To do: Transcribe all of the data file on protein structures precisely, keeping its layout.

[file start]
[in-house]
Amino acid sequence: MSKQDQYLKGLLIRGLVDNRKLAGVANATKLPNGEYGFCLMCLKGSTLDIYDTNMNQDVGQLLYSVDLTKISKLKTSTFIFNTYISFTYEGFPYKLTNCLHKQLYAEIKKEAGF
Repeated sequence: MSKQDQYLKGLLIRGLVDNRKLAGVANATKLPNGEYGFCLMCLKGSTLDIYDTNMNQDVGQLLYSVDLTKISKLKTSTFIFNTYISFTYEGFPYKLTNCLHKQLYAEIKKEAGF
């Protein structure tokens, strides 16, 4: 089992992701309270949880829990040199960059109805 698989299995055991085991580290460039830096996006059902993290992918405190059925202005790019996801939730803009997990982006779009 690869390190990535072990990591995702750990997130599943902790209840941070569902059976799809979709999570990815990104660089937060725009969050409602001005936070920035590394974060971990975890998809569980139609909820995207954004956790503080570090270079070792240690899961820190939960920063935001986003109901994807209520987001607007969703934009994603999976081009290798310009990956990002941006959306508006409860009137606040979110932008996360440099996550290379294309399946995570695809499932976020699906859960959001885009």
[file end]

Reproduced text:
[in-house]
Amino acid sequence: MSKQDQYLKGLLIRGLVDNRKLAGVANATKLPNGEYGFCLMCLKGSTLDIYDTNMNQDVGQLLYSVDLTKISKLKTSTFIFNTYISFTYEGFPYKLTNCLHKQLYAEIKKEAGF
Repeated sequence: MSKQDQYLKGLLIRGLVDNRKLAGVANATKLPNGEYGFCLMCLKGSTLDIYDTNMNQDVGQLLYSVDLTKISKLKTSTFIFNTYISFTYEGFPYKLTNCLHKQLYAEIKKEAGF
């Protein structure tokens, strides 16, 4: 089992992701309270949880829990040199960059109805 698989299995055991085991580290460039830096996006059902993290992918405190059925202005790019996801939730803009997990982006779009 690869390190990535072990990591995702750990997130599943902790209840941070569902059976799809979709999570990815990104660089937060725009969050409602001005936070920035590394974060971990975890998809569980139609909820995207954004956790503080570090270079070792240690899961820190939960920063935001986003109901994807209520987001607007969703934009994603999976081009290798310009990956990002941006959306508006409860009137606040979110932008996360440099996550290379294309399946995570695809499932976020699906859960959001885009």